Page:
Cello Sonata (Rachmaninoff)

From Wikipedia, the free encyclopedia
Jump to: navigation, search
A few bars from the 4th movement

Sergei Rachmaninoff's Cello Sonata in G minor, Op. 19, a sonata for cello and piano, was completed in November 1901[1] and published a year later.

Rachmaninoff disliked calling it a cello sonata because he thought the two instruments were equal.[2] Because of this, it is often referred to as Sonata in G minor for Cello and Piano. Most of the themes are introduced by the piano, while they are embellished and expanded in the cello's part.[3]

Premiere[edit]

He dedicated it to Anatoliy Brandukov, who gave the first performance in Moscow[4] with the composer at the piano, on 2 December 1901. Rachmaninoff seems to have made some last-minute alterations after the premiere, as he wrote the date "12 December 1901" on the score.[1] The sonata was overshadowed by the huge success of his Piano Concerto No. 2, which premiered on 27 October 1901.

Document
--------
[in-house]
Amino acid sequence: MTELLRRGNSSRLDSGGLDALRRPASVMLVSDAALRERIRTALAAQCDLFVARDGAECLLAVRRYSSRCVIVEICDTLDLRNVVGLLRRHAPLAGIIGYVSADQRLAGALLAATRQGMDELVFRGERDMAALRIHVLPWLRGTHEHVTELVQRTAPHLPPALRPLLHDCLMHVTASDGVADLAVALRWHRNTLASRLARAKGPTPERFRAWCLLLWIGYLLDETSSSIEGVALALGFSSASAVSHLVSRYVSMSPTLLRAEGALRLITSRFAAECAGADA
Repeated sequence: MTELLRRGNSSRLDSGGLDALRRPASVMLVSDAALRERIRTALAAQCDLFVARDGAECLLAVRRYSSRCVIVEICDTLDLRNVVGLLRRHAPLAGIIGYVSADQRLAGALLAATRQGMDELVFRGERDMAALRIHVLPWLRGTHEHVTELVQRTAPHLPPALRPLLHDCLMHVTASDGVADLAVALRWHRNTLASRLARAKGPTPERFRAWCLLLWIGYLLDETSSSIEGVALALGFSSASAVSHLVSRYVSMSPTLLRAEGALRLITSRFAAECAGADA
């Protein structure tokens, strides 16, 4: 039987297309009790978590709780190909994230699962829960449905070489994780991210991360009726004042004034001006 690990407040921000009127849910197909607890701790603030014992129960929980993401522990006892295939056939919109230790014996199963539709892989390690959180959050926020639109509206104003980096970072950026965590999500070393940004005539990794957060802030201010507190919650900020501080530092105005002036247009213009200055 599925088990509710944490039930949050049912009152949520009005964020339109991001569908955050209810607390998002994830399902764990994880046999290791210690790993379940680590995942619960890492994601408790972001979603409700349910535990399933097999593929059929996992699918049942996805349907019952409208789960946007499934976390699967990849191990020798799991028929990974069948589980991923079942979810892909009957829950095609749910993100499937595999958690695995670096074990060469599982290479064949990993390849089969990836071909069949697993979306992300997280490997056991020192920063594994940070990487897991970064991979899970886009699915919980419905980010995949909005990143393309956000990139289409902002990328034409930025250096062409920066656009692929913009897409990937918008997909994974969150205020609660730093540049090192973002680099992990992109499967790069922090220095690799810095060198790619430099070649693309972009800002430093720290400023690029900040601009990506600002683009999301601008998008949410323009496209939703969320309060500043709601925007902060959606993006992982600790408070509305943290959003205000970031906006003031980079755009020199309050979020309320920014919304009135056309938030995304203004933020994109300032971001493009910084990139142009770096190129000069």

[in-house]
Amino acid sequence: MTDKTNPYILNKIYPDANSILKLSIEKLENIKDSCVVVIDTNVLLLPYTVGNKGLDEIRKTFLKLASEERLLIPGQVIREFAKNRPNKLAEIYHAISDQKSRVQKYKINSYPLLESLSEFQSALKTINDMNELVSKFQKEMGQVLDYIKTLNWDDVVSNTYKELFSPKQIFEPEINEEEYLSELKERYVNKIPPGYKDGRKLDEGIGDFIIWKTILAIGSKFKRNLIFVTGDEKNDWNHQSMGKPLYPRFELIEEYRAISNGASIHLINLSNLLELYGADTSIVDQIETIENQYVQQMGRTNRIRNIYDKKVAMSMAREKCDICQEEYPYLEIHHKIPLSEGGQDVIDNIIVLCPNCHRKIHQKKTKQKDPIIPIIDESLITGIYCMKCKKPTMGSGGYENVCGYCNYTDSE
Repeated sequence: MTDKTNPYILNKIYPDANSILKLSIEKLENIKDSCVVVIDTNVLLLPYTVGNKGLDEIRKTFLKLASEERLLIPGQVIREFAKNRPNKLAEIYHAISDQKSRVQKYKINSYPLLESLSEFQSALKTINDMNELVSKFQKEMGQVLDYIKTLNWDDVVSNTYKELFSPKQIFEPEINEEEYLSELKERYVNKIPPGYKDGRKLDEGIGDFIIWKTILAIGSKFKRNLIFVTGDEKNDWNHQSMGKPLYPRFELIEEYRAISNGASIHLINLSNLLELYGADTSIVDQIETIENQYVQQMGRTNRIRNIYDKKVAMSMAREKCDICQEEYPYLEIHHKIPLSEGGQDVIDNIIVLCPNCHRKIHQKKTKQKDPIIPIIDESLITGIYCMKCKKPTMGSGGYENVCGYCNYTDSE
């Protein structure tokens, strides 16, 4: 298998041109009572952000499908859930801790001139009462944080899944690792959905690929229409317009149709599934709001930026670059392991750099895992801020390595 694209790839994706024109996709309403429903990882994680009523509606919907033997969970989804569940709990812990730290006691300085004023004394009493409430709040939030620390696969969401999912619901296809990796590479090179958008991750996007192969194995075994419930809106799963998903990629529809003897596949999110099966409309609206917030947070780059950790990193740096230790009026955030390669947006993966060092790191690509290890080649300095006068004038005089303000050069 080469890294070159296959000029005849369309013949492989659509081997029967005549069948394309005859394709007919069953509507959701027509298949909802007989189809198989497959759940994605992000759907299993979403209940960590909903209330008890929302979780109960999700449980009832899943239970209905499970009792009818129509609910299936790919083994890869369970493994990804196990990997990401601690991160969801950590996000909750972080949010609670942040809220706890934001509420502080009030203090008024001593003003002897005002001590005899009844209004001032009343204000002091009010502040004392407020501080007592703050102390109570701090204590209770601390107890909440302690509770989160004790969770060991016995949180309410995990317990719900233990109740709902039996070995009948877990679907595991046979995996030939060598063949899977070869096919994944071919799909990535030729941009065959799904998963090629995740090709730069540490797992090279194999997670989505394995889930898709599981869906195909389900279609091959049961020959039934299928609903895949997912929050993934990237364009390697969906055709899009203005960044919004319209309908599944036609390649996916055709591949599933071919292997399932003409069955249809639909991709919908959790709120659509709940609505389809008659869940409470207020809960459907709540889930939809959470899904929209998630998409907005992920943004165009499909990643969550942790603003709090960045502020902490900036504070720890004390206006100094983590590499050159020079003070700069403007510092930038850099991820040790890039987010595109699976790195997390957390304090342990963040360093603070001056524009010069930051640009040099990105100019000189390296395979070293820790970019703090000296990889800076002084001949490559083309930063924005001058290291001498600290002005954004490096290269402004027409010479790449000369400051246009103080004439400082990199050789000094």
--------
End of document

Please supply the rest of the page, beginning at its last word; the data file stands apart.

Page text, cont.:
Structure[edit]

As typical of sonatas in the Romantic period, it has four movements:

  1. Lento – Allegro moderato (G minor)
  2. Allegro scherzando (C minor)
  3. Andante (E flat major)
  4. Allegro mosso (G major)

The work takes approximately 30 minutes to perform.[5]

Arrangements[edit]

References[edit]

  1. ^ a b Classical Archives
  2. ^ Culshaw, J. (1949). Rachmaninoff. London: Dobson. p. 138. 
  3. ^ Harrison, Max (2006). Rachmaninoff: Life, Works, Recordings. London: Continuum. pp. 101–3. ISBN 0-8264-9312-2. 
  4. ^ Norris, Geoffrey (1993). The Master Musicians: Rachmaninoff. New York City: Schirmer Books. pp. 11, 19, 33, 38, 40, 123, 124, 168, 177. ISBN 0-02-870685-4. 
  5. ^ Hinson, Maurice; Wesley Roberts (2006). The Piano in Chamber Ensemble: An Annotated Guide. Bloomington, Indiana: Indiana University. p. 196. ISBN 0-253-34696-7. 

External links[edit]